If the technician has testified before, contact them and see if he or she would be willing to review the analysis with you. Getting an independent expert motivated to go to bat for your client can prove instrumental at trial, as these individuals will have built in credibility. Get them involved. Start by introducing the technician to the non-economic portion of your case. Bring your client’s photograph to the meeting, and educate them about your client’s injuries. Discuss the effect those injuries have had on your client’s life. Show them photographs depicting the property damage resulting from the collision. Most importantly, define to the technician their role as a key player in getting the DUI victim justice.
Last, although skilled in providing testimony in criminal cases, many technicians have not provided expert opinions in civil trials. For that reason, it is important that you discuss the differences between trial for criminal offenses and that for personal injury. Putting the technician through this process prior to testifying will result in them being a more active and enthusiastic witness later on at trial.
(4) Blood Kit and Chain of Custody Form
Tracking down and calling foundational witnesses for the blood sample and lab analysis can be a waste of time, and may ultimately distract the jury from the material issues in dispute. Therefore, when you receive the lab analysis, subpoena a copy of the Blood Kit and Chain of Custody Form. These items are used to track the blood sample once taken from the suspected DUI driver at the hospital or police station. They will also identify the phlebotomist that took the blood sample, the time the sample was taken, and the officer that booked the sample into the evidence locker.
In addition to identifying foundational witnesses, use this information to form a concrete theory of the DUI driver’s pattern of consumption. Ask opposing counsel to stipulate to the contents of the Blood Kit and Chain of Custody Form. Doing so can help you form a rock-solid pattern of consumption with your expert, and may smooth out the scientific nuances of the consumption timeline that Defense may try to attack later on at trial (e.g., “rising BAC defense”).
(5) In Car Camera Footage (MVARS)
It is essential that you request any and all In Car Camera footage associated with the DUI arrest from the arresting agency. The use of ICCs, also known as MVARs (“Mobile Visual Audio Recording systems”), are becoming more and more prevalent, especially with increasing national media attention on police conduct. The importance of this footage cannot be overstated. For example, it is not unusual for an arresting officer to videotape a DUI suspect’s performance of field sobriety tests, the DUI interview, and placement in the rear of the officer’s vehicle. Showing this video to the jury provides them with a real-time demonstration of the DUI driver’s level of impairment, and the effect that impairment had on the driver’s basic motor functions and driving ability.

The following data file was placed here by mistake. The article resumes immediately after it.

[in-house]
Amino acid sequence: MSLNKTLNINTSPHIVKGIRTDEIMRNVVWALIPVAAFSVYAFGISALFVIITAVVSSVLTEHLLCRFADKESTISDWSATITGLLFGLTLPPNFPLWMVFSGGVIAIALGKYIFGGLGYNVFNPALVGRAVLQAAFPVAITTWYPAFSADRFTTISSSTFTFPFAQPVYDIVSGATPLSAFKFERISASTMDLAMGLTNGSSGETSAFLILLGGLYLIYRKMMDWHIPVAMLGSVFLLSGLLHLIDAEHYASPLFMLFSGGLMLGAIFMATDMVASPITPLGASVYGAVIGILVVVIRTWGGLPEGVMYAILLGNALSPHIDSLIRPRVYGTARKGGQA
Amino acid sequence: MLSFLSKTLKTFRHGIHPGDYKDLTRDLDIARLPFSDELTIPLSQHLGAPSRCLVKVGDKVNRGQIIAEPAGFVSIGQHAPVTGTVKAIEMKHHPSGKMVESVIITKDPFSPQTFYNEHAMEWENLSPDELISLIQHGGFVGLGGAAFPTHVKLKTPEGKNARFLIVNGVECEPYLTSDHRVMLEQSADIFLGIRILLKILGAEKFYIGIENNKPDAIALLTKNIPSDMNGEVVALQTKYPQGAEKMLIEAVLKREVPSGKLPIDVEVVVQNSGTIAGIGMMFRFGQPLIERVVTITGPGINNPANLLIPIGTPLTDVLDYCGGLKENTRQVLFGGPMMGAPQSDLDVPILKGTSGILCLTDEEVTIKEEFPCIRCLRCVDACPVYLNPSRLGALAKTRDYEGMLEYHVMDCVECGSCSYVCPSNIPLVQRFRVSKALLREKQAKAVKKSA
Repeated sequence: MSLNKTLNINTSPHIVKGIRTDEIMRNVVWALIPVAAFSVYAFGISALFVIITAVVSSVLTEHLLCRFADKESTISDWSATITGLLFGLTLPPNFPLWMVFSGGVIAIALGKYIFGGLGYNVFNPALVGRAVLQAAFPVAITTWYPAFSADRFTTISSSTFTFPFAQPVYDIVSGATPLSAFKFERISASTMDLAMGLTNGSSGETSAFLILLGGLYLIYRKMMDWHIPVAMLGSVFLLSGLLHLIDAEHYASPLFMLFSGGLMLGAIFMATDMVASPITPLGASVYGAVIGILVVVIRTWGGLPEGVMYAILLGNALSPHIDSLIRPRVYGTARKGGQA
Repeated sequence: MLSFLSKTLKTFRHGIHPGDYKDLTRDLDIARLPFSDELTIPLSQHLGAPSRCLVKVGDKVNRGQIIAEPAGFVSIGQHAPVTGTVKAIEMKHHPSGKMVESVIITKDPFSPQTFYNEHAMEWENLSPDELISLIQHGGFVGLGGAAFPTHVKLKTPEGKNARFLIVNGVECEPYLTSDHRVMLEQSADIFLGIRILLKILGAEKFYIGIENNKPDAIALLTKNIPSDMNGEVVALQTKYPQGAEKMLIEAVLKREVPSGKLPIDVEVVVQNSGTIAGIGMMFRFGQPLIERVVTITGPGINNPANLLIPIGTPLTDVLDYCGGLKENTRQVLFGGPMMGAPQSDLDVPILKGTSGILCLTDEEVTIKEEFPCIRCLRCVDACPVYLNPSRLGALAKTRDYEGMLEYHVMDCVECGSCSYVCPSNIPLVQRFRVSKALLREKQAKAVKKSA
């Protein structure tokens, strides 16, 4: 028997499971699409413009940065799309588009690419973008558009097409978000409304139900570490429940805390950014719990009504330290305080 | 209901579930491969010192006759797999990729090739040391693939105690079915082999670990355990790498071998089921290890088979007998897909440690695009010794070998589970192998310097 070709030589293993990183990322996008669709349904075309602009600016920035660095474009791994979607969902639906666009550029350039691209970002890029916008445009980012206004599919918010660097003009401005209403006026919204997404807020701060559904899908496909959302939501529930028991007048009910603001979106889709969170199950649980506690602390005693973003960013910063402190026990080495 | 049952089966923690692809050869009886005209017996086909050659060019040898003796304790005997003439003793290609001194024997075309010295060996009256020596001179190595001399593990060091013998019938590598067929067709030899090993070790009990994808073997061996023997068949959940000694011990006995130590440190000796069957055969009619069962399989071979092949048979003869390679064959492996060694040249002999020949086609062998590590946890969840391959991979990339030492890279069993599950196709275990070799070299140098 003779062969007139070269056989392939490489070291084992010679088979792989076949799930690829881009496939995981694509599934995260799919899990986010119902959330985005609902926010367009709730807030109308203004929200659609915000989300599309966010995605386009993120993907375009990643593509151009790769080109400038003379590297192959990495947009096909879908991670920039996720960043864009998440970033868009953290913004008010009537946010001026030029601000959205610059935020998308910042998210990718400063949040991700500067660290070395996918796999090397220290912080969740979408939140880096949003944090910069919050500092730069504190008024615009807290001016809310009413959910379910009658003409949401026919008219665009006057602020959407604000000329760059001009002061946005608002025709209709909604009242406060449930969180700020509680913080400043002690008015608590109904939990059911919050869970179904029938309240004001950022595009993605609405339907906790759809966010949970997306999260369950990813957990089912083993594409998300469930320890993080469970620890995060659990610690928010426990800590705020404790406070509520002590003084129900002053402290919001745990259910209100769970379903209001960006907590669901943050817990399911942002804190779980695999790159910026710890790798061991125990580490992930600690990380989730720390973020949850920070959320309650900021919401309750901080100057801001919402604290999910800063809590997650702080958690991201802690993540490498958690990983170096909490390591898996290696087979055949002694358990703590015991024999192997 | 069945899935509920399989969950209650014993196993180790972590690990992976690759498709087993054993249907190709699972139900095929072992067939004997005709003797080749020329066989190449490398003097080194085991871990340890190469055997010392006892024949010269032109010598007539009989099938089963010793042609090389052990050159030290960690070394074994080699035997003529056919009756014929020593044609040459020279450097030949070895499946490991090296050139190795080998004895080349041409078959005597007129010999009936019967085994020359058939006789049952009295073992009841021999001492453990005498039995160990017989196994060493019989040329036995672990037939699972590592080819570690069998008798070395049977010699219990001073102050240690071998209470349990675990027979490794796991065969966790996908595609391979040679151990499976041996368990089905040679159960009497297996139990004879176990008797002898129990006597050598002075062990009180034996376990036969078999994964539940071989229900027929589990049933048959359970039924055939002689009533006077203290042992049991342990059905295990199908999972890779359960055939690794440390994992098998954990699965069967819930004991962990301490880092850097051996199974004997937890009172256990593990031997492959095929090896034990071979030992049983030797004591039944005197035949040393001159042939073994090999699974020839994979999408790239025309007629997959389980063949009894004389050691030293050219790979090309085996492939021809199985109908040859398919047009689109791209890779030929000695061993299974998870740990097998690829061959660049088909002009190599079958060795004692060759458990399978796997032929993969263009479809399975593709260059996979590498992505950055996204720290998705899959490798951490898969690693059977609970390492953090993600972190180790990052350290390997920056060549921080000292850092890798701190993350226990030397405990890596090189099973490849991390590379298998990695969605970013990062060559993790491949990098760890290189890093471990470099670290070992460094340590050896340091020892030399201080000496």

Furthermore, depending on the content of the footage, a plaintiff’s attorney may be able to use the DUI driver’s mannerisms, conduct, and speech at the time of the arrest in arguing for punitive damages. Unsurprisingly, it is fairly common for DUI suspects to lie or “short” their alcohol consumption at the time he or she is first being investigated for DUI. For that reason, make sure to compare any statements made by the DUI driver regarding his or her consumption with your criminalist’s pattern of consumption. In the event the DUI driver’s comments do not align with the pattern of consumption, use this disparity to show the jury that the driver knew he or she was too intoxicated/impaired to drive a motor vehicle, but willingly did so despite that knowledge. This comparison can be very damaging to Defense on a number of issues, particularly when punitive damages are in play.
Note that CHP and police agencies typically destroy ICC/MVARs footage anytime from 6 to 18 months after the date of the arrest, so it is better to make this request sooner than later. Also, if the agency informs you that there is no ICC video from the arresting officer, make sure to ask the clerk whether any other officers listed in the report activated their media system following the stop or collision.
(6) Other items
The plaintiff’s attorney should also retrieve the following items during the investigation of a DUI collision. These include the DUI driver’s DMV records, 911 tapes, CAD logs, Preliminary Hearing transcript, and Certified Conviction paperwork. Each of these can provide supplemental and/or foundational information to be used at trial. However, the collection of this evidence can also be important from a non-economic perspective. For example, if a victim or bystander called 911 following the collision, the 911 tape can potentially be used to show the emotional or distressful nature of the collision immediately after it occurred. Again, it is vital that you use these mediums as an opportunity to develop your case in a simple and pragmatic way for the jury.
While we as advocates would like to think that the typical juror can differentiate between “beyond a reasonable doubt” and “preponderance of the evidence,” such an expectation ultimately fails on a very basic level. Regardless of the standard, jurors will ultimately pick a side based on what made the most sense and who presented the more persuasive set of facts.
Dan Schneiderman is a graduate of UCSB, and attended King Hall School of Law at UC Davis, graduating in 2013. He then served as a Deputy District Attorney for Sacramento County. In 2014, he left the District Attorney’s Office and joined Dreyer Babich Buccola Wood Campora, LLP in Sacramento where he practices personal injury litigation, wrongful death suits, construction accidents, product liability and Motor Vehicle Accidents.
2015 by the author.